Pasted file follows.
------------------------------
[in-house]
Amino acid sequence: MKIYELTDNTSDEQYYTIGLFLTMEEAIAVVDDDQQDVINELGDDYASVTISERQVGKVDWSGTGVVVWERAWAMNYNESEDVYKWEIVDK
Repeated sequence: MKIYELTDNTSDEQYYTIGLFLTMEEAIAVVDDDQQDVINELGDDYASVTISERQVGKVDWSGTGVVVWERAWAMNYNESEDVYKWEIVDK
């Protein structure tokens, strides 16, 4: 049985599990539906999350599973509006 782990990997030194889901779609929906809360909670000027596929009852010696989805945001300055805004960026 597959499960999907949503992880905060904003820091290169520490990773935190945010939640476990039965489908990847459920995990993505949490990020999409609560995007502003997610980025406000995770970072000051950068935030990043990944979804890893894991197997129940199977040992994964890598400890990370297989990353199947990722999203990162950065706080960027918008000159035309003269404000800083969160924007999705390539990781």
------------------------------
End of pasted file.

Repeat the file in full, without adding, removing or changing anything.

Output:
[in-house]
Amino acid sequence: MKIYELTDNTSDEQYYTIGLFLTMEEAIAVVDDDQQDVINELGDDYASVTISERQVGKVDWSGTGVVVWERAWAMNYNESEDVYKWEIVDK
Repeated sequence: MKIYELTDNTSDEQYYTIGLFLTMEEAIAVVDDDQQDVINELGDDYASVTISERQVGKVDWSGTGVVVWERAWAMNYNESEDVYKWEIVDK
């Protein structure tokens, strides 16, 4: 049985599990539906999350599973509006 782990990997030194889901779609929906809360909670000027596929009852010696989805945001300055805004960026 597959499960999907949503992880905060904003820091290169520490990773935190945010939640476990039965489908990847459920995990993505949490990020999409609560995007502003997610980025406000995770970072000051950068935030990043990944979804890893894991197997129940199977040992994964890598400890990370297989990353199947990722999203990162950065706080960027918008000159035309003269404000800083969160924007999705390539990781």